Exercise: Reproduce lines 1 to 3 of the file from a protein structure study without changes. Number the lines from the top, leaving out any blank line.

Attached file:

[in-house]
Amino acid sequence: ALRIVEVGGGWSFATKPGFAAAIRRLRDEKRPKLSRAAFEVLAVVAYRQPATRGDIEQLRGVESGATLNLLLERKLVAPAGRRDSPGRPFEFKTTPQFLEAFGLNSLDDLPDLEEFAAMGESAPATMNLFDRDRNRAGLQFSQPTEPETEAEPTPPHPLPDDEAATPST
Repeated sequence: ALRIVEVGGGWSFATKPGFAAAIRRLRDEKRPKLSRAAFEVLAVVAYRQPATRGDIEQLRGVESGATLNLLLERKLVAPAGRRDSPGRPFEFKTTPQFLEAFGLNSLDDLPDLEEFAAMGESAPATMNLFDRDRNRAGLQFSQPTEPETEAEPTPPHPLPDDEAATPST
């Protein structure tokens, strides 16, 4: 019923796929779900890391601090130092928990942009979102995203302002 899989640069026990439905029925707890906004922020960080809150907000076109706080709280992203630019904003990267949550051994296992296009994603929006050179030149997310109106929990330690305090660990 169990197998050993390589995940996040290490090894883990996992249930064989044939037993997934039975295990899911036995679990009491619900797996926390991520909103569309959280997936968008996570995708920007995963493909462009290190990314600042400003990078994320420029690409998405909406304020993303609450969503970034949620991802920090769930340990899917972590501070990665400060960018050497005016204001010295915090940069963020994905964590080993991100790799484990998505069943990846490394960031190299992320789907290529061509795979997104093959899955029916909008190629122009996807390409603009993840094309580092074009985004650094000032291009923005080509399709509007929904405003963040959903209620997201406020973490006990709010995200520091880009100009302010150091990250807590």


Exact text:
[in-house]
Amino acid sequence: ALRIVEVGGGWSFATKPGFAAAIRRLRDEKRPKLSRAAFEVLAVVAYRQPATRGDIEQLRGVESGATLNLLLERKLVAPAGRRDSPGRPFEFKTTPQFLEAFGLNSLDDLPDLEEFAAMGESAPATMNLFDRDRNRAGLQFSQPTEPETEAEPTPPHPLPDDEAATPST
Repeated sequence: ALRIVEVGGGWSFATKPGFAAAIRRLRDEKRPKLSRAAFEVLAVVAYRQPATRGDIEQLRGVESGATLNLLLERKLVAPAGRRDSPGRPFEFKTTPQFLEAFGLNSLDDLPDLEEFAAMGESAPATMNLFDRDRNRAGLQFSQPTEPETEAEPTPPHPLPDDEAATPST